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    • AMMDI is an open-notebook hypertext writing experiment, authored by Mike Travers aka @mtraven. It's a work in progress and some parts are more polished than others. Comments welcome! More.
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Edith Ackermann

26 Jul 2021 07:55 - 01 Jan 2022 07:48

    • Edith was a faculty member and friend at the Media Lab. Trained as a Piagetian, she did quite a lot of interesting work on children's mental models and how they thought about agency .
    • Ackermann, Edith. "The agency model of transactions: Toward an understanding of children's theory of control." Psychologie genetique et sciences cognitives. Geneve: Fondation Archives Jean Piaget (1991).
    • In this paper, I discuss how children come to disentangle purpose and causation—or psychological and physical descriptions—when explaining the behaviors of “simple-minded intelligent artifacts," as well as the behaviors of people and of things. I argue that very early on, children attempt to build a synthesis between these two kinds of expla> In this paper, I discuss how children come to disentangle purpose and causation—or psychological and physical descriptions—when explaining the behaviors of “simple-minded intelligent artifacts," as well as the behaviors of people and of things. I argue that very early on, children attempt to build a synthesis between these two kinds of explanations, and that they do so in a similar way when explaining the functioning of people, of objects, and of living and artificial creatures.
    • Mitchel Resnick is currently building a computer-based microworld for exploring the behavior of very large populations of such simple-minded creatures (second-order cybernetics).
      • Um, is that really what second-order cybernetics means?
    • We know from the history of cybernetics (and later, of AI and cognitive science) that as soon as the first intelligent artifacts were built, many fundamental concepts such as "self," "purpose," "intentionality," and "free will," needed to be reconsidered.
    • In studying the Macy Conferences, we noticed time and again that engineers and psychologists quite consistently picked different sets of concepts for describing the functioning of self-regulating devices.
    • Engineers usually insist that no vital principle needs to transcend, or live independently, from a material substrate. To them, if mind might well emerge from matter, the building of a mind—out of matter—does not require the use of higher-order concepts such as purpose and ntentionality. Such concepts are not operational or useful in the work of engineers.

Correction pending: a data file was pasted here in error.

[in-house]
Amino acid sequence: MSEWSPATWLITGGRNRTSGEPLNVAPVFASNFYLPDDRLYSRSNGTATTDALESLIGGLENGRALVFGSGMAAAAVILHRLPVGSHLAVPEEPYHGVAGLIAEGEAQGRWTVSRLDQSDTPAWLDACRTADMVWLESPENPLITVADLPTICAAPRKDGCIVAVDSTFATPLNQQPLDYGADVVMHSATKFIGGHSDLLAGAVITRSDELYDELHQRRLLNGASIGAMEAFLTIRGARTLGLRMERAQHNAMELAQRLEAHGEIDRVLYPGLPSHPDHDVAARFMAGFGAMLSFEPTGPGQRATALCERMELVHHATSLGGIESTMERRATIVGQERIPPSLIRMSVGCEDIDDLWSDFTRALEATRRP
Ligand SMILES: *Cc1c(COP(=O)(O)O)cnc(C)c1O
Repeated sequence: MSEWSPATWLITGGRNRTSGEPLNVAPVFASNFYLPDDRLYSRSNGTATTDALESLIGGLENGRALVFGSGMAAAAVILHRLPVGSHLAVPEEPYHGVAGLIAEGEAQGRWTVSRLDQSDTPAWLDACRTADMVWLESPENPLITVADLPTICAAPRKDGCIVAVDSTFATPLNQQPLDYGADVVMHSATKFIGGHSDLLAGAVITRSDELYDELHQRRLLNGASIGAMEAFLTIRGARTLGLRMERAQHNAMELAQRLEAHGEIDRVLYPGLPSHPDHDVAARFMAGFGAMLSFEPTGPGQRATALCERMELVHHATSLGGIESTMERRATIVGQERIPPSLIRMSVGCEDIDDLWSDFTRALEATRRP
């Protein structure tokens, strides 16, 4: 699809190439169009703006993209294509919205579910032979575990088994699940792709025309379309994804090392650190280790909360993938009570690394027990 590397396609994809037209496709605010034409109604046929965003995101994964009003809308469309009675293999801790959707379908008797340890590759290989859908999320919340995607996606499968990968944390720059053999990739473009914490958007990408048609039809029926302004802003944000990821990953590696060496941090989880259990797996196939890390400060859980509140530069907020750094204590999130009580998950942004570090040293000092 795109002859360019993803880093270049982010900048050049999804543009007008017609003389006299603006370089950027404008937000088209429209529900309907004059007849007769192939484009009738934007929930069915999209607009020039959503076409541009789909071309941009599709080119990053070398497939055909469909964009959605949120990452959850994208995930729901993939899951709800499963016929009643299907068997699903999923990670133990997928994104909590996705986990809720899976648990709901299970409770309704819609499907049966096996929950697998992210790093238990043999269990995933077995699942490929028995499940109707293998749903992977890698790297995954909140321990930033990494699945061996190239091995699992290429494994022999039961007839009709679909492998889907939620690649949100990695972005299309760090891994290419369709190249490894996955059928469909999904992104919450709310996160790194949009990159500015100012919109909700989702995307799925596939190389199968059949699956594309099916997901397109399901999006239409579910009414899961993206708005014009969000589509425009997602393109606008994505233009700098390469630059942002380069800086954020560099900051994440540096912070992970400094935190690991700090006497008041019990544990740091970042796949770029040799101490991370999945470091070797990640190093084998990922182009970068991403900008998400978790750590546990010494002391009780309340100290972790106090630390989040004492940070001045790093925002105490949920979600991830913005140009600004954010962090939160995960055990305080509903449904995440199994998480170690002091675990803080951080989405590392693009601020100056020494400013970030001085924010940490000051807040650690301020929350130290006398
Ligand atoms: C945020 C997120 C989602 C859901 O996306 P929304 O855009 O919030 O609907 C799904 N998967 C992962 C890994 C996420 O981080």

• I get what she is trying to say but I think something here shortchanges "engineers".
    • In contrast, most psychologists (as well as educators) study behavior __as it becomes meaningful to—and controllable by—a subject__. And not surprisingly, since it is their job to help people use whatever reflecting capabilities they have (self-awareness) as a means of monitoring their own behavior.
      • This is well-put, I can use this maybe
    • Ackermann, E. "Enactive representations in learning: pretense, models, and machines." Learning Sites: Social and technological contexts for learning, Elsevier (1999): 144-154
      • Oh interesting but I'm not sure exactly what "enactive" means in this context.
    • Ackermann, Edith K. "Programming for the natives: What is it? What’s in it for the kids?." Tecnologias, Sociedade e Conhecimento 1.1 (2013): 133-149.
      • Programming is many things to many people, and not everyone agrees on its potential for human learning. This is especially true at a time when ever younger children are increasingly “expert” gamers, tweeters, information-seekers, and digital “bricoleurs”. ... This paper looks at programming “obliquely,” as an opportunity to explore issues of agency, control, and interaction styles, as played out in the creative and critical uses of “smart” tools by curious minds.